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Our hot tubs are ready to tackle the freezing winter temperatures seen in many parts of the United States. Our hot tubs work well in very cold climates and enjoying a winter outdoor tubbing session is a great pleasure for many of our customers.
How you care for your hot tub in cold weather conditions depends on how often you use your hot tub and whether or not electricity is available. If you are using the tub at least once a week, you should be fine in all except the most extreme weather as the water (with appropriate covering) shouldn't lose more than about 15-18 F degrees per day. You do, however, need to avoid having the entire tub freeze solid as this could cause severe damage tub.
If your hot tub is electrically heated, the biggest risk is that the piping will get damaged as a result of water freezing inside. To reduce the chance of water freezing in your pipes/equipment, you can use one of the following strategies:
1. Leave your circulation pump and heater running constantly whenever the temperature drops below freezing. The peg on the AS-TC-94 control unit can be flipped to the top (I) position, which means always ON. If you are concerned about energy usage, you can reduce the temperature on your heater, while allowing the circulation to run. This will help to reduce your total energy usage.
2. Heat your water intermittently. This can be done manually by turning the heating system ON/OFF at regular intervals, or by setting your control unit to turn ON/OFF automatically at certain times of the day. The control unit has a clock timer that can be set at ~15-minute intervals. How often your system needs to be turned ON/OFF will depend on your local weather. If temperatures are well below freezing for extended periods, you'll need to run the heater longer than if you are only slightly below freezing occasionally. Monitor the temperature and adjust your settings accordingly.
3. Install a freeze control accessory unit. Freeze controls can be purchased on the Redwood Outdoors website. The freeze control accessory will connect directly into your hot tub timer/control unit and does not need an independent power source. The freeze control will monitor the air temperature and cycle the tub to prevent freezing. This is effectively the same as strategy #2. However, it means you do not need to monitor the weather yourself or change your timer settings.
4. Drain your hot tub. Drain the water out of the hot tub and be sure that none is left in your pipes or equipment. We recommend leaving 2” to 3” of water in the bottom of the hot tub to keep the base wet. This will prevent leaking around the bench struts or drain plug (but make sure the water level is below your lower suction so that water doesn’t flow back into your system!).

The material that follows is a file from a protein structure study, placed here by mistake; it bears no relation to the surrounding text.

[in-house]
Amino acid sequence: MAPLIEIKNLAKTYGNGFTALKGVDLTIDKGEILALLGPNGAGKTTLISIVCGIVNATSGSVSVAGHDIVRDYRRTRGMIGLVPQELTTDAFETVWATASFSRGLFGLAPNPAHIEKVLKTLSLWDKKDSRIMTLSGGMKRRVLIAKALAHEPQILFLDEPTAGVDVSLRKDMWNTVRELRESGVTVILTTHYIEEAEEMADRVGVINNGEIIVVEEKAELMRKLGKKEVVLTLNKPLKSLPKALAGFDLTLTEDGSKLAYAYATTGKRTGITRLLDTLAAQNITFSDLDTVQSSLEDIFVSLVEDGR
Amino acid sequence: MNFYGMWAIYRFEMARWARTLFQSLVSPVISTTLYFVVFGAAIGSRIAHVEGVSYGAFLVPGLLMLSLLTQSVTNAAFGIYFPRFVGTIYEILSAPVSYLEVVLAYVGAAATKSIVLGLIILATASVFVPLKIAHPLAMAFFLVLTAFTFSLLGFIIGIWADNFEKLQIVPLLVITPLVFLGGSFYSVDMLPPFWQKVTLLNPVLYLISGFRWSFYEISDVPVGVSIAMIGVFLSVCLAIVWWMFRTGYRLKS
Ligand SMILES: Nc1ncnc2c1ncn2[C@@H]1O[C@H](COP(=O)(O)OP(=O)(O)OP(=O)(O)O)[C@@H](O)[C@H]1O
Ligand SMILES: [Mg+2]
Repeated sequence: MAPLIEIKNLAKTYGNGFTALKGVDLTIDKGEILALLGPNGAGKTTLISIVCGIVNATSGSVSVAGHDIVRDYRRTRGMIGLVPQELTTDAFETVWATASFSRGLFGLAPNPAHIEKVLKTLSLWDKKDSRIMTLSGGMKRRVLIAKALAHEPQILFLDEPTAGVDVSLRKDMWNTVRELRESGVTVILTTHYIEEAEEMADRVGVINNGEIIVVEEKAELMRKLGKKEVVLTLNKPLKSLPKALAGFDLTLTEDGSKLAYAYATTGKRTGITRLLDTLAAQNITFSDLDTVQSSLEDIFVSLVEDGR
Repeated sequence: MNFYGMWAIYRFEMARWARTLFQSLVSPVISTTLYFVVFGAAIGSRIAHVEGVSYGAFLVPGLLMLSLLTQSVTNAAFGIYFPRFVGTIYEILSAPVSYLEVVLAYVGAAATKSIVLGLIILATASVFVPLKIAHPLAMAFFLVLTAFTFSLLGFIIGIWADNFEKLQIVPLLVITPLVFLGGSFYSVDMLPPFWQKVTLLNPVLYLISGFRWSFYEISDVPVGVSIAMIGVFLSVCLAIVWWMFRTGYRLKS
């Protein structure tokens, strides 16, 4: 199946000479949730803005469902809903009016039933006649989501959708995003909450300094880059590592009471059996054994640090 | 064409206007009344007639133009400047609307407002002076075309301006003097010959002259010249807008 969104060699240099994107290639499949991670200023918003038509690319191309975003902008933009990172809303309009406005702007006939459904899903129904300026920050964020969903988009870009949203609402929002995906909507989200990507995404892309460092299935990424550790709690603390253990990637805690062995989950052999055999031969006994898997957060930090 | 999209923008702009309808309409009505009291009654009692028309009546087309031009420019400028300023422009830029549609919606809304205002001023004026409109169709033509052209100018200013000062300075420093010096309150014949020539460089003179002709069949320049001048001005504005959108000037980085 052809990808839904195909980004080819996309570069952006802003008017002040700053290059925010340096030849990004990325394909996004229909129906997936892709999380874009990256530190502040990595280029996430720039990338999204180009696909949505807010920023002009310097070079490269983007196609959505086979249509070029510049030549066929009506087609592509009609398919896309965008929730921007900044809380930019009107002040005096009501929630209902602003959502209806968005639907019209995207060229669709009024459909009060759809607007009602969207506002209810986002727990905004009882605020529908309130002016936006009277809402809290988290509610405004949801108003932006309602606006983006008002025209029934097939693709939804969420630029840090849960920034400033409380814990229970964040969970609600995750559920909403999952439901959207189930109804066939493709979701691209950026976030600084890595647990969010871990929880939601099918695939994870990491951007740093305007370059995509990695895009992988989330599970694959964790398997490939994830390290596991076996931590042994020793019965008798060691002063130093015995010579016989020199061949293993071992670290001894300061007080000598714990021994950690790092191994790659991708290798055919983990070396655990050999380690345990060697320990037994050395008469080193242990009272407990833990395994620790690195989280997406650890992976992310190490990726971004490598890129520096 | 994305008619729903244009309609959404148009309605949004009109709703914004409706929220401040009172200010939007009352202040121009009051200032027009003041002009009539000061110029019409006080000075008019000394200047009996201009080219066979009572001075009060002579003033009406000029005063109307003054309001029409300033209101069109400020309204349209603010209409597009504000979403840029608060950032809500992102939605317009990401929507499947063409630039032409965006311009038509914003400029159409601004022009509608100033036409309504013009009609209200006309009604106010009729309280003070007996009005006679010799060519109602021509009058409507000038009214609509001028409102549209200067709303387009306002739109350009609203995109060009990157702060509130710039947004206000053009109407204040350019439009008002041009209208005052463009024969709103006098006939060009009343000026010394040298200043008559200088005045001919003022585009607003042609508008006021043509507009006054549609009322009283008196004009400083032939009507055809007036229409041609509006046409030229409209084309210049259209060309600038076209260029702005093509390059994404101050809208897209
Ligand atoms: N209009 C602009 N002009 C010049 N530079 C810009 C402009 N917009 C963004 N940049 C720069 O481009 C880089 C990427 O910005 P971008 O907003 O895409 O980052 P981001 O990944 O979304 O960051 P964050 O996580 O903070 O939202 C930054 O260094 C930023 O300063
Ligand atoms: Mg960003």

While wood-fired tubs don’t have any plumbing to freeze and break, letting your tub freeze to a solid block of ice may cause severe damage to the tub. If you will be using you tub a few times each week you can probably get with doing nothing if the temperatures are above zero. If you won’t be using your tub for extended periods during freezing temperatures, there are a number of approaches you can take.
1. Some owners who have electricity near the tub like to use stock tank heaters to keep the water from freezing.
2. If electricity is unavailable and water to refill your tub isn’t a problem, drain all but about six inches of water from the tub. This will keep the bottom sealed and no damage will occur. Once the freezing weather has passed, refill your tub to prevent the wood from drying out.
3. Some owners with tubs at cabins where there is no water available during winter to refill during their visits leave their tubs full but secure a large, partially inflated inner tube to the bottom of the tub. A similar and easier approach is to anchor several air-filled plastic milk jugs at various levels of the tub. Either procedure allows the inner tube or milk jugs to take the stress of the expanding ice so that the tub is not damaged (the inner tube needs to be completely submerged near or at the bottom).
When heating a frozen or partially frozen tub with an internal stove, make sure the stove is covered by sufficient ice/water. Then build a small fire and let the stove heat slowly. A fast-burning fire quickly melts the ice around the stove and then boils the water away exposing the stove to air. Without water surrounding the stove, it can melt. If necessary, add water to the tub on top of the frozen surface while melting the ice.